A No10 straight from the old school, Enzo Scifo is widely regarded as one of the finest footballers Belgium has ever produced. The attacking midfielder with Sicilian roots belongs to a select band of players to have appeared in four FIFA World Cups™, notably reaching the semi-finals in 1986.

Having taken his first steps in the game in the streets of La Louviere, the small town where he was born to Italian parents, the talented youngster did not take long to attract attention. Local outfit Louvieroise were the first to plump for Vincenzo, to give him his full name, signing him up at the age of just seven in 1973, and his sublime technique brought him a long list of goals and moments of genius at youth level before capital giants Anderlecht came calling in 1982.

Scifo's professional debut followed at the age of 17, and he wasted no time in making an impression, rapidly earning himself the role of creative orchestrator at the heart of Belgium's leading club side. Unruffled by his promotion, he ended his first season on the losing side of the UEFA Cup final as Anderlecht succumbed to Tottenham Hostpur on penalties, and within less than two years he had established himself as No10 for the national side.

Hopes dashed
Blessed with superlative vision, exquisite passing ability and a keen sense of goal, Scifo helped Anderlecht collect consecutive Belgian top-flight titles between 1985 and 1987, while also steering Les Diables Rouges to a last-four berth at Mexico 1986. Then, at the end of the 1986/87 campaign, he decided it was time to test his abilities on the grand stage of Serie A.

Already a star in Belgium, Scifo signed for Inter Milan with the dream of winning over the homeland of his ancestors. Those exalted aims quickly perished, though, as he struggled for playing time given the number of illustrious names in I Nerazzurri's ranks. His tally of 28 appearances and four goals in his first league season was nothing to be ashamed of, but Scifo never managed to plant his hooks in a first-team place and opted to try his hand in France with Bordeaux.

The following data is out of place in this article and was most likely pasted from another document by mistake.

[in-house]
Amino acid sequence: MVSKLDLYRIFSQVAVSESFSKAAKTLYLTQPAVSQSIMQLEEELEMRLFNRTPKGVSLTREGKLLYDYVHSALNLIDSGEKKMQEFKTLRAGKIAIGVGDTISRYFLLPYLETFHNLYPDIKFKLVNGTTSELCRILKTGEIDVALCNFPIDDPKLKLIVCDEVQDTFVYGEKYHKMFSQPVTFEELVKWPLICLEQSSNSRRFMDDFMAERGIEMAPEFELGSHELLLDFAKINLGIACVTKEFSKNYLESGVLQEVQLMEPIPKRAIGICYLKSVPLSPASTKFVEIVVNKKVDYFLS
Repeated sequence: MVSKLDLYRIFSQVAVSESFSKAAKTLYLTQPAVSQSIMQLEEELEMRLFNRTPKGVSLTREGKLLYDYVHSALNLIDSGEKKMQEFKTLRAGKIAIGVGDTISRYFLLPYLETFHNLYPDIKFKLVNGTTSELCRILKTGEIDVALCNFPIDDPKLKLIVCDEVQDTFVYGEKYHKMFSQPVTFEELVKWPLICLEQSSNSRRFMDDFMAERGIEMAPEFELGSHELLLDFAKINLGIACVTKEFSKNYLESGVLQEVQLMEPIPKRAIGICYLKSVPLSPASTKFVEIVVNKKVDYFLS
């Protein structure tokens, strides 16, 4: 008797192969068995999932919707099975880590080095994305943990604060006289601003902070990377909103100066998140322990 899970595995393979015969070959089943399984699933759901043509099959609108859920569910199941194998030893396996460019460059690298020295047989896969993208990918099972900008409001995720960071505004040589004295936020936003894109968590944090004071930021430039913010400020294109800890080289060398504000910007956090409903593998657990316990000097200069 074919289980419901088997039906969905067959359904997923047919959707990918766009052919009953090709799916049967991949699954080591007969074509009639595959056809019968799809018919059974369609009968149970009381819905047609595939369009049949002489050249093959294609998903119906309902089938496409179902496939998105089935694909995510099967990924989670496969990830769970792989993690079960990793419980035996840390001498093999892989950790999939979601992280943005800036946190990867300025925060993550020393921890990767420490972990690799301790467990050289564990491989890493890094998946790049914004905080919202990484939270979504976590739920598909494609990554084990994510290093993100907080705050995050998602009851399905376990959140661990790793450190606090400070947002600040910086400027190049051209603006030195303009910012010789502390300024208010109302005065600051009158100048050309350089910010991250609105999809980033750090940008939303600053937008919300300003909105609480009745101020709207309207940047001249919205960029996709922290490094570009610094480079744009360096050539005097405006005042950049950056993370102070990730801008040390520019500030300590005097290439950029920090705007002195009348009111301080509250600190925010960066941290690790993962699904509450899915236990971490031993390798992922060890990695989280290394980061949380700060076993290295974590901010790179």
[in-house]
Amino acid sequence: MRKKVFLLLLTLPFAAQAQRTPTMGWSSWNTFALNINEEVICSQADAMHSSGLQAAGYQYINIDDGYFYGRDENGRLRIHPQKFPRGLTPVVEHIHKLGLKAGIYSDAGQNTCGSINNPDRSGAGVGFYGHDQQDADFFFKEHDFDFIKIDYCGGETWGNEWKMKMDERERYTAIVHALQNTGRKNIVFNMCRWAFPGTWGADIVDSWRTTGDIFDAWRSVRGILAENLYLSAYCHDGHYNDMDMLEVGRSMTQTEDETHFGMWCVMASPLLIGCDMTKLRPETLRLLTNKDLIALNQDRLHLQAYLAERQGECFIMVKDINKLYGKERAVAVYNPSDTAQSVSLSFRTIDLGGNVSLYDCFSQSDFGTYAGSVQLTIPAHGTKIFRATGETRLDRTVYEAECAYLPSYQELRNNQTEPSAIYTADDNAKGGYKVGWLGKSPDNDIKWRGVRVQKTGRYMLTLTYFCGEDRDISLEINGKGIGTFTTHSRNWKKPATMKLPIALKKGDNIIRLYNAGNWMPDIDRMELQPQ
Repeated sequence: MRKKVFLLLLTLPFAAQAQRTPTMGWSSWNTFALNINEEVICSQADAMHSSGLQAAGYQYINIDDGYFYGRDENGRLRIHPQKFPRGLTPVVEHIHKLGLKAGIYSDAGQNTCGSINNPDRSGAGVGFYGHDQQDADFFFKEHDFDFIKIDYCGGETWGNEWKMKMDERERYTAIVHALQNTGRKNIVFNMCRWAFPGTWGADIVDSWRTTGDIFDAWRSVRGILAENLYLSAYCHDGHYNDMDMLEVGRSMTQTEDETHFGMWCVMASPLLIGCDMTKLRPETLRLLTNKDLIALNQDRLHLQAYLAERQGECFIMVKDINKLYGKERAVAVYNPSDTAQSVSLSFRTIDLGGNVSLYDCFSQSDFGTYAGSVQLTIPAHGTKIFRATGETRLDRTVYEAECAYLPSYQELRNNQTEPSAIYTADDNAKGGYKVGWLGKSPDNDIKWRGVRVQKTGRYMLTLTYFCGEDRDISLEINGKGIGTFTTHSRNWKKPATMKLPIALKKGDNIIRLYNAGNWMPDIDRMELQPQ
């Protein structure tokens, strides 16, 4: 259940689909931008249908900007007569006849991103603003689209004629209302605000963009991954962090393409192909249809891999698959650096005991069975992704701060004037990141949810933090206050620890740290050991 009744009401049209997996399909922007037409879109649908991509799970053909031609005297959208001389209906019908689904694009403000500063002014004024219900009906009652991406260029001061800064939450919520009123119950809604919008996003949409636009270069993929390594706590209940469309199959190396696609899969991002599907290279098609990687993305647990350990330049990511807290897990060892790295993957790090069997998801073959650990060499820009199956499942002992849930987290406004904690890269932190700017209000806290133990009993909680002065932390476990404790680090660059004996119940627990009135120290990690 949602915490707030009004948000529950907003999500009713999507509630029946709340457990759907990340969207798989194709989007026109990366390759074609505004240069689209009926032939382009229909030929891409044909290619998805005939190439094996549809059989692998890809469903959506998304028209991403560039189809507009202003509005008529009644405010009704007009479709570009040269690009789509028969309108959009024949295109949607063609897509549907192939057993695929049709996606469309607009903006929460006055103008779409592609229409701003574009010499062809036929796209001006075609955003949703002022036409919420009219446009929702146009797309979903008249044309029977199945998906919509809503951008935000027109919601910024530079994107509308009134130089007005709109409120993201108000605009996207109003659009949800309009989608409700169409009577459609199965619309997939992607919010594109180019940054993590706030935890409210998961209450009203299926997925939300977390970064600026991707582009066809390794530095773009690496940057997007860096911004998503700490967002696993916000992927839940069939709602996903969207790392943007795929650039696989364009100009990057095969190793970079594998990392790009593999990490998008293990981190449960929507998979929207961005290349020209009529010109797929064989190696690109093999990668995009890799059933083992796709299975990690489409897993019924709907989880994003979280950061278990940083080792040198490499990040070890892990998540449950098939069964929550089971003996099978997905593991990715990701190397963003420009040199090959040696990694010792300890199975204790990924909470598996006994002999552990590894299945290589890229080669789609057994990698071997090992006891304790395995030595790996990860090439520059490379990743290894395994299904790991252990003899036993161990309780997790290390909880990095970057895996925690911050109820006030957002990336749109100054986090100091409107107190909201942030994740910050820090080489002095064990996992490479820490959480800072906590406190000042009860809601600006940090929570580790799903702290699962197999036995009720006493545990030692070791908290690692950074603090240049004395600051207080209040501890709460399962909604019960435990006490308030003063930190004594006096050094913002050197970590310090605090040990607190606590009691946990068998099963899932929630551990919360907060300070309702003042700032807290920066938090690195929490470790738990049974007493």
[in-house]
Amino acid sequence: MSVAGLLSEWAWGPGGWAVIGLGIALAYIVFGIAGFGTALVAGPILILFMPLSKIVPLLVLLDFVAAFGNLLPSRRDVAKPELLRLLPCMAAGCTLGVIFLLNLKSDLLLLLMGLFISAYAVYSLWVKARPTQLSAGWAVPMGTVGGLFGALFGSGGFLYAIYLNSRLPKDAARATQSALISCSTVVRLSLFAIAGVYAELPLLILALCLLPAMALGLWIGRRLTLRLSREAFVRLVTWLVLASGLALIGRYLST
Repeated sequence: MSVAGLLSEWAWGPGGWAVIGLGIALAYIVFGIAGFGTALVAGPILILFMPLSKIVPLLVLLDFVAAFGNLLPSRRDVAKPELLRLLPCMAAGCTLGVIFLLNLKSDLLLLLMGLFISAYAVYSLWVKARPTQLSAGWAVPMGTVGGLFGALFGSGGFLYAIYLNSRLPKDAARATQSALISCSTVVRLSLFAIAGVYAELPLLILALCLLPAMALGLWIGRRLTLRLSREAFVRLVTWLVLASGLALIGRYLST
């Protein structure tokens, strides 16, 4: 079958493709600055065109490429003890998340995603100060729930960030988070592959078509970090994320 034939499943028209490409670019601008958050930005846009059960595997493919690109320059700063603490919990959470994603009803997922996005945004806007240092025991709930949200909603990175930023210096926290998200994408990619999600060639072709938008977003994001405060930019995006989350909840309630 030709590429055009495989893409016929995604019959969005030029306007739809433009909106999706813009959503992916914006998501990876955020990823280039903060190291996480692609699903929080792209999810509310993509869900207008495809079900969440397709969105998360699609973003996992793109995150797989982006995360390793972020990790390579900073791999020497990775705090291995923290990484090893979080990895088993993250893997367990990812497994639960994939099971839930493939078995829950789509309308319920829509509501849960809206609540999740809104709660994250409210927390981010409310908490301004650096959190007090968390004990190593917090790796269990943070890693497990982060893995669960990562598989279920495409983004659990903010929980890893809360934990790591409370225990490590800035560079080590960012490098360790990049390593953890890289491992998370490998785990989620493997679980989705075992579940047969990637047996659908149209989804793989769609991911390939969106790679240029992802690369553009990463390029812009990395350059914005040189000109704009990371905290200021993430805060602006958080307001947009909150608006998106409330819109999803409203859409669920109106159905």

Once again his hopes were dashed, however, an encouraging start giving way to life on the sidelines as his stay became marked by injuries and conflict with senior squad members. Despite the arrival of his compatriot Raymond Goethals as coach at the end of that first campaign, the Belgian international was soon sent on his way again, his high salary prompting the club to cut their losses.

Scifo's downward spiral eventually ended at his next port of call, Auxerre in 1989, with astute coach Guy Roux sniffing out another excellent deal and trusting his new signing with creative duties. Employed as the central spearhead of a midfield trio, Enzo was able to let his talent shine as he quickly made himself at home, describing Auxerre as "a big club among medium-sized clubs". His confidence restored, the playmaker then proved himself to be back to his best for Belgium at Italy 1990.

Joy and frustration
Given fresh impetus by two successful seasons in Burgundy, Scifo opted for another adventure in Italy, this time with Torino, with whom he lifted the Italian Cup in 1993. A return to France with Monaco followed that summer and Scifo went on to spend four years in the principality, adding impressive maturity to his various other qualities. He celebrated a league title in 1997 and cemented his reputation as one of the outstanding performers in the French game.

The situation was not as bright at international level, meanwhile, Belgium exiting in the Round of 16 at USA 1994 and the first phase four years later in France. Scifo's own displays seemed to symbolise the decline and his strained relations with coach Georges Leekens no doubt precipitated the slide.

Despite those troubles, the passion undoubtedly remained and Scifo went on to secure one last Belgian league crown with Anderlecht in 2000 at the age of 36, before injuries forced him to call time on his career. Struck down by a serious collarbone complaint, the veteran attempted to make a new start at Charleroi, but a knee injury soon put paid to those hopes.

Finally, after 18 years of professional service, Enzo Scifo bowed to the inevitable in 2001. "A professor once wondered how I could have played for so long with a hip in such a state," he recalled upon hanging up his boots. His answer ought to have contained one word: talent.